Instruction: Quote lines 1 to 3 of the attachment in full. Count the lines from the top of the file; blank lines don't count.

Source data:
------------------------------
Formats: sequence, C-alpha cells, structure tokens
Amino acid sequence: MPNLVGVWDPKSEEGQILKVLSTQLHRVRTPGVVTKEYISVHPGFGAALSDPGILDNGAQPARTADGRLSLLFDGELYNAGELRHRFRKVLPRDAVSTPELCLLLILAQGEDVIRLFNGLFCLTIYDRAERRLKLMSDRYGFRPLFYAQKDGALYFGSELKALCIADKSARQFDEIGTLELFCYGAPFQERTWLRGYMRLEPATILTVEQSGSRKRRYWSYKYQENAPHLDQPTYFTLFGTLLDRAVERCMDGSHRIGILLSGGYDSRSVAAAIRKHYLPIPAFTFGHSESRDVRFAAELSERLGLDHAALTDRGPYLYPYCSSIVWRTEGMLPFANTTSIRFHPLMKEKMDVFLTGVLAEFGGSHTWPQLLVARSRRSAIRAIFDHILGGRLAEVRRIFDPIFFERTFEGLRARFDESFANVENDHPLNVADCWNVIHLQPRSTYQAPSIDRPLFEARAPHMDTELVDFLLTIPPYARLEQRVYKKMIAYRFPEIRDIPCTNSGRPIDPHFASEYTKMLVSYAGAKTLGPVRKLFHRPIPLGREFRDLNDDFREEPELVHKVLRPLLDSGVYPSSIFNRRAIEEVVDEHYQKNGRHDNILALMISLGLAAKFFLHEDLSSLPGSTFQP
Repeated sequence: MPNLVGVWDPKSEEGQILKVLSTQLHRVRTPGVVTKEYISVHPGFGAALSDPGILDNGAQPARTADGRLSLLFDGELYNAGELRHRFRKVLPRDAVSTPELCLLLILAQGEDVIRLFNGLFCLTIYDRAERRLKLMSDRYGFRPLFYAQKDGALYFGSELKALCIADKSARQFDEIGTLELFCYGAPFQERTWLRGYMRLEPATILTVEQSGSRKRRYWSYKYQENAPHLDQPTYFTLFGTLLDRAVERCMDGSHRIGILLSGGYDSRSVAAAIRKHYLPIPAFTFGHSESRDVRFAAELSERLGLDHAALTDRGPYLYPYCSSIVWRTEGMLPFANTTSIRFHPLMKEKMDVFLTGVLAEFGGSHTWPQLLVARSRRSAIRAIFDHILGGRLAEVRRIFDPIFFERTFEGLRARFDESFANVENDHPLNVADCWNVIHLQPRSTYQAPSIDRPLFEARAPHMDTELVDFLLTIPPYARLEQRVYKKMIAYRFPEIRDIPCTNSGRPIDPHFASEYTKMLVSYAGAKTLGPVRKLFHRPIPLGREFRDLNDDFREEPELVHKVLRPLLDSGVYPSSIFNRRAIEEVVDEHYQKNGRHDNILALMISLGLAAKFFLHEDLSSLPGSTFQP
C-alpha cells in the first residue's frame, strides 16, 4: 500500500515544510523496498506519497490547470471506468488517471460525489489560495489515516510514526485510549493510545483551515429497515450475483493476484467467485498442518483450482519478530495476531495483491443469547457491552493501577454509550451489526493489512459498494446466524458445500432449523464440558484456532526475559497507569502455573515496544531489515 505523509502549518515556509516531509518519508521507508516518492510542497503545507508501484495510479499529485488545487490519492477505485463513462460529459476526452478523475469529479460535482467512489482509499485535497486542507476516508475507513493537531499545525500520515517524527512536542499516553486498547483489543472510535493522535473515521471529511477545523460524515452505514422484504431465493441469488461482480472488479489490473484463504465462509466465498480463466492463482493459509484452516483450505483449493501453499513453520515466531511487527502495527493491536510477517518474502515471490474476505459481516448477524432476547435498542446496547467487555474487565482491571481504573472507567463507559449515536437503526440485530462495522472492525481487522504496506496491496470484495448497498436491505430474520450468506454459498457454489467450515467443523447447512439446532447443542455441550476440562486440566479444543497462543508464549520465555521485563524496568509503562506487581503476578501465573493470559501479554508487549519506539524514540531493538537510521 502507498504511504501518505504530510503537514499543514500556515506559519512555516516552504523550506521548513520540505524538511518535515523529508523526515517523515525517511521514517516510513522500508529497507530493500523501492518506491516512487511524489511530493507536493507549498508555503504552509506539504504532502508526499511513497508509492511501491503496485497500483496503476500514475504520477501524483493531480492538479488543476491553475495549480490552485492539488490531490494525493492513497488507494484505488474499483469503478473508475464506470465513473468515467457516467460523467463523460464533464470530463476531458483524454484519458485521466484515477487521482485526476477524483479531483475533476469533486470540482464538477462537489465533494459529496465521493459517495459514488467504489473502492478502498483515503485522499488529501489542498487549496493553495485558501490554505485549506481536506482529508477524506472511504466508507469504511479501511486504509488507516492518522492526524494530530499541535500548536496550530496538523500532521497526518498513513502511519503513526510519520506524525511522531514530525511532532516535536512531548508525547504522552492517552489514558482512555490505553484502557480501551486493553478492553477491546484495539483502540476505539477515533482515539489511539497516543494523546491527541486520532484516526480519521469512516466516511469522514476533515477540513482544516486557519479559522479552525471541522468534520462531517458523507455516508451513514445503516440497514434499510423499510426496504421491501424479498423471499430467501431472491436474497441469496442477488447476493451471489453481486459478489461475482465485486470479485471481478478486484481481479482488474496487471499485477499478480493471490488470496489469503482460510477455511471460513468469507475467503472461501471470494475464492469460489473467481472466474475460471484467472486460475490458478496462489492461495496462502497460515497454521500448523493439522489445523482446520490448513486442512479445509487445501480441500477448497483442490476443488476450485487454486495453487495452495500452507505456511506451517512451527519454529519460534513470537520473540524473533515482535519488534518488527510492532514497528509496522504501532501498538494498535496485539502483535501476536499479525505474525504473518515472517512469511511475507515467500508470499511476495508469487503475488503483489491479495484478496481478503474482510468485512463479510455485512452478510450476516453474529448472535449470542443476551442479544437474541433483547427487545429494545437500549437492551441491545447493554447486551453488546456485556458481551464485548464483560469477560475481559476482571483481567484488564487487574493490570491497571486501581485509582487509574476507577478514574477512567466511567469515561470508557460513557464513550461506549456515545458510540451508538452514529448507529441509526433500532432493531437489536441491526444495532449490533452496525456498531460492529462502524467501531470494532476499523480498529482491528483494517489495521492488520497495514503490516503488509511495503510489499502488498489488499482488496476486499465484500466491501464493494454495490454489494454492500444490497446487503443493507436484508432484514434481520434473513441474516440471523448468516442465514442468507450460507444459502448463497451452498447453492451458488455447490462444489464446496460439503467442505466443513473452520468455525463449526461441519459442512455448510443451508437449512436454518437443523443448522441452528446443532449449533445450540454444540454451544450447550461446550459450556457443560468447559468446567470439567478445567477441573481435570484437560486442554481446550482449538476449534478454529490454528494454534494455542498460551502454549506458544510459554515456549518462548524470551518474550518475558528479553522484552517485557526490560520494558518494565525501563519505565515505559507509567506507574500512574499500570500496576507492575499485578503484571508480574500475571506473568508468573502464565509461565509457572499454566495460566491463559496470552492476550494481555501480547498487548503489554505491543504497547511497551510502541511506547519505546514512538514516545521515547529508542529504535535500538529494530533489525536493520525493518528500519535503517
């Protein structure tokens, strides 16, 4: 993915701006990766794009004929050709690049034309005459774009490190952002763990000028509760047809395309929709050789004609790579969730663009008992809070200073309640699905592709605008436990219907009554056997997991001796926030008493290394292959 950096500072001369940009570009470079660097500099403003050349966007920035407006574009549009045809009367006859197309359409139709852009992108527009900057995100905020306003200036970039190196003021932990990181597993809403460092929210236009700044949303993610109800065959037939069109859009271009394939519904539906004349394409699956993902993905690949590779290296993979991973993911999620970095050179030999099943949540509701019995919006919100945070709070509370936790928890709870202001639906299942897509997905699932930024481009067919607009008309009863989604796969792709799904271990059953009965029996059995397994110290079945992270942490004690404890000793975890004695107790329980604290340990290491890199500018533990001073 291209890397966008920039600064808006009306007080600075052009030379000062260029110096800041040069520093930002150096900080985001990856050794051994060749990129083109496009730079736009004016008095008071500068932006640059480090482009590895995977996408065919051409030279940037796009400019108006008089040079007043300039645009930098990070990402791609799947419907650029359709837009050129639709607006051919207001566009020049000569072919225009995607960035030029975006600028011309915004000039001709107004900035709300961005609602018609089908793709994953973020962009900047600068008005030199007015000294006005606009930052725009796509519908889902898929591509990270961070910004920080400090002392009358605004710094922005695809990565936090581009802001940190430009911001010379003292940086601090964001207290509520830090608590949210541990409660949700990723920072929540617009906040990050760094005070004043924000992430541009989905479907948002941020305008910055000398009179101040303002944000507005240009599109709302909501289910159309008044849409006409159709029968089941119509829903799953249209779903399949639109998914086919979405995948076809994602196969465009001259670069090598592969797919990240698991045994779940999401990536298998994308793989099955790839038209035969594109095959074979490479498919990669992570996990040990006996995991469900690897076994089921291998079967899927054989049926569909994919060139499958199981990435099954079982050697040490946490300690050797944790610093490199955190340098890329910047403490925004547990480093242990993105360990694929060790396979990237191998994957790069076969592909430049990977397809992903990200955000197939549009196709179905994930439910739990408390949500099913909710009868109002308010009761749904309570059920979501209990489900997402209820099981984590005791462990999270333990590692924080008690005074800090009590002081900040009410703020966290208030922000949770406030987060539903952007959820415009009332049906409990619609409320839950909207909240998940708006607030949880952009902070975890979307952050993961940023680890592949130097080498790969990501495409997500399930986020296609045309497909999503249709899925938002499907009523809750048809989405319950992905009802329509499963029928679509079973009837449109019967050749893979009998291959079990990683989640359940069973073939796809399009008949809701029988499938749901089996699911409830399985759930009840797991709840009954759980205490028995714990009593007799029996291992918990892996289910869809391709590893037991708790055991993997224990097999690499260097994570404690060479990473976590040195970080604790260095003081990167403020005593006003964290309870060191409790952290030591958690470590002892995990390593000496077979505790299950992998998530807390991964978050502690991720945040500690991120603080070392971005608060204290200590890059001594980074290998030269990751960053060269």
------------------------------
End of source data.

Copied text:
Formats: sequence, C-alpha cells, structure tokens
Amino acid sequence: MPNLVGVWDPKSEEGQILKVLSTQLHRVRTPGVVTKEYISVHPGFGAALSDPGILDNGAQPARTADGRLSLLFDGELYNAGELRHRFRKVLPRDAVSTPELCLLLILAQGEDVIRLFNGLFCLTIYDRAERRLKLMSDRYGFRPLFYAQKDGALYFGSELKALCIADKSARQFDEIGTLELFCYGAPFQERTWLRGYMRLEPATILTVEQSGSRKRRYWSYKYQENAPHLDQPTYFTLFGTLLDRAVERCMDGSHRIGILLSGGYDSRSVAAAIRKHYLPIPAFTFGHSESRDVRFAAELSERLGLDHAALTDRGPYLYPYCSSIVWRTEGMLPFANTTSIRFHPLMKEKMDVFLTGVLAEFGGSHTWPQLLVARSRRSAIRAIFDHILGGRLAEVRRIFDPIFFERTFEGLRARFDESFANVENDHPLNVADCWNVIHLQPRSTYQAPSIDRPLFEARAPHMDTELVDFLLTIPPYARLEQRVYKKMIAYRFPEIRDIPCTNSGRPIDPHFASEYTKMLVSYAGAKTLGPVRKLFHRPIPLGREFRDLNDDFREEPELVHKVLRPLLDSGVYPSSIFNRRAIEEVVDEHYQKNGRHDNILALMISLGLAAKFFLHEDLSSLPGSTFQP
Repeated sequence: MPNLVGVWDPKSEEGQILKVLSTQLHRVRTPGVVTKEYISVHPGFGAALSDPGILDNGAQPARTADGRLSLLFDGELYNAGELRHRFRKVLPRDAVSTPELCLLLILAQGEDVIRLFNGLFCLTIYDRAERRLKLMSDRYGFRPLFYAQKDGALYFGSELKALCIADKSARQFDEIGTLELFCYGAPFQERTWLRGYMRLEPATILTVEQSGSRKRRYWSYKYQENAPHLDQPTYFTLFGTLLDRAVERCMDGSHRIGILLSGGYDSRSVAAAIRKHYLPIPAFTFGHSESRDVRFAAELSERLGLDHAALTDRGPYLYPYCSSIVWRTEGMLPFANTTSIRFHPLMKEKMDVFLTGVLAEFGGSHTWPQLLVARSRRSAIRAIFDHILGGRLAEVRRIFDPIFFERTFEGLRARFDESFANVENDHPLNVADCWNVIHLQPRSTYQAPSIDRPLFEARAPHMDTELVDFLLTIPPYARLEQRVYKKMIAYRFPEIRDIPCTNSGRPIDPHFASEYTKMLVSYAGAKTLGPVRKLFHRPIPLGREFRDLNDDFREEPELVHKVLRPLLDSGVYPSSIFNRRAIEEVVDEHYQKNGRHDNILALMISLGLAAKFFLHEDLSSLPGSTFQP